"The Adobe Updater must update itself before checking for Updates"
by kk+ via FlickrOne of the biggest problems small nonprofits have is a lack of succession.
Each staffer and volunteer has his or her own way of doing things and when that person leaves, there's always a period of adjustment. Sometimes the area under adjustment never quite recovers.
Websites are the Perfect Example
A lot of small nonprofits have domains hosted as an in-kind by a community ISP, but the ISP doesn't generally contribute web design or maintenance, so the NP has to depend on their already over-burdened staff or volunteers. If they're lucky, it's staff. Some staff are better than others with tech and design, but at least the tools are in-house and the site may not be pretty, but at least it's up to date.
Volunteers Come and Go
As with donors, many volunteers move, die, or change their focus over time. This is why volunteer maintenance of your website can be difficult. What software is being used to update the site? Is it proprietary like Dreamweaver or GoLive (which require purchase and knowledge) or is it open source like Drupal or Joomla (but still require knowledge)? Is it readily accessible or on someone's home computer? Is the volunteer able to respond fairly quickly or does it take days or even weeks for changes? What happens if the volunteer is injured or has a family emergency?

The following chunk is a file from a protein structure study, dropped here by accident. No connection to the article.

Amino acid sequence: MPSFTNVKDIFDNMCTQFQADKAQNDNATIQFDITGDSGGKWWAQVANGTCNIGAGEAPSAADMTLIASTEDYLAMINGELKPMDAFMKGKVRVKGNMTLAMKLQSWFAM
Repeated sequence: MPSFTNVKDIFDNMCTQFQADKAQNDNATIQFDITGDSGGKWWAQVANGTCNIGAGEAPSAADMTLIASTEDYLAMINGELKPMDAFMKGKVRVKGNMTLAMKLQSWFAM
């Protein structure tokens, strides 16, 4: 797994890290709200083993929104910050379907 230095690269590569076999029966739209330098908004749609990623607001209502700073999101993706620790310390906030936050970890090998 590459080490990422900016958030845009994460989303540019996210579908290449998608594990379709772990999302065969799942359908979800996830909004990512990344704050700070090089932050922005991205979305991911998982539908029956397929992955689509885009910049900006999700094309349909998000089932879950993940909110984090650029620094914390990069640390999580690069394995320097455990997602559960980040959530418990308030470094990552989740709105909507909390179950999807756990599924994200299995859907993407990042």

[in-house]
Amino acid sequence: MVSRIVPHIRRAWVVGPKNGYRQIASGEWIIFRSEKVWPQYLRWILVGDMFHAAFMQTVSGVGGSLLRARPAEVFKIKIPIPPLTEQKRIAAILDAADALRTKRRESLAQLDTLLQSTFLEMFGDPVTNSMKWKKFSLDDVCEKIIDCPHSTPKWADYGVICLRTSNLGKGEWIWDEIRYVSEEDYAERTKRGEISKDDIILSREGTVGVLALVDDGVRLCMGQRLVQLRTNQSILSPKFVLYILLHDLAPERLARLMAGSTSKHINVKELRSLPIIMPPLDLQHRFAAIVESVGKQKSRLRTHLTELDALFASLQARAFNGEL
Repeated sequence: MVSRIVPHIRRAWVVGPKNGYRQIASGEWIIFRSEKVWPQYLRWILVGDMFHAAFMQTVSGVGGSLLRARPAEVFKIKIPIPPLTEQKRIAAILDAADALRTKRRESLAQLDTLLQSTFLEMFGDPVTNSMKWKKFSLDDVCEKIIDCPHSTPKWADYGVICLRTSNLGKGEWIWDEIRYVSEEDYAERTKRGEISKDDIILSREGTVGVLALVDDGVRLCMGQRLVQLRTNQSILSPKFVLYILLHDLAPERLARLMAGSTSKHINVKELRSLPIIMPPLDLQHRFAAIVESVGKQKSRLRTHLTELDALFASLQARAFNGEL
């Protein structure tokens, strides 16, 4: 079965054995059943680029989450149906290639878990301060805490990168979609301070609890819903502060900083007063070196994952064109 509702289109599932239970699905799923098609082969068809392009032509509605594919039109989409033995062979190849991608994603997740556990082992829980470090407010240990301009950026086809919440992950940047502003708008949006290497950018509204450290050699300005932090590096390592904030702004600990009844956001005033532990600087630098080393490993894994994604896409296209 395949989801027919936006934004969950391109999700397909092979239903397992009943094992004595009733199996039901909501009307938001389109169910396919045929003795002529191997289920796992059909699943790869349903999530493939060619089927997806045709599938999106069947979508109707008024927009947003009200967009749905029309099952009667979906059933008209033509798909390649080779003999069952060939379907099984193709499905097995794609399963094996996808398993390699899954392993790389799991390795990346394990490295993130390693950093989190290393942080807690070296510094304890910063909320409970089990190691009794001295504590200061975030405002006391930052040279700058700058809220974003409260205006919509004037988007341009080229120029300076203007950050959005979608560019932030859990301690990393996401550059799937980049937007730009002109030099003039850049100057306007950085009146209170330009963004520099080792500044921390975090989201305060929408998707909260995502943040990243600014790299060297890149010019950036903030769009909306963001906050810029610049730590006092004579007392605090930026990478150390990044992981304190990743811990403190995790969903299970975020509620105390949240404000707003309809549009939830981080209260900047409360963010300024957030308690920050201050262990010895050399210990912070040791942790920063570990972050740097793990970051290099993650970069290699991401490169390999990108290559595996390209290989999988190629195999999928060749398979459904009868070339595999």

If you're a small nonprofit, these are all questions that ought to be addressed, but often aren't because there was never a really adequate way to do so. Until now.
Use Social Media to Stay in Touch
Build a community using Ning. Create a Tumblr presence. Use Friendfeed and Twitter and 12seconds.tv and Flickr. Create your blog using WordPress or TypePad or Blogger. Using these social media you can keep your message updated and out there, your community informed and involved, without worry since they're all available online. Even though WordPress requires a desktop client, it's free.
Get Rid of Our Website?
Not necessarily. But only keep on it the things that change very infrequently, and add a section with your social networking links (which won't change, even if the volunteers do). Grab a Flickr widget and let it run a slideshow of your most recent event pics.
If you start using Google Docs, you can even add links to documents you want to share.
Save Yourself, Staff, and Community Aggravation
When I started at one nonprofit, the biggest sigh of relief came after I first updated the website. Not just from the staff, but from the board and the community. The lack of current information - a situation that had dragged on for weeks - had been making them all crazy. After I left, I volunteered a few hours for a while to get the new person up to speed so that crazy-making situation wouldn't happen again. Yet it may someday because they got a redesign and the new site was created in Joomla.
Very small nonprofits can't afford this type of turmoil. Avoid it by minimizing the need for updates on the site and maximizing your use of social media.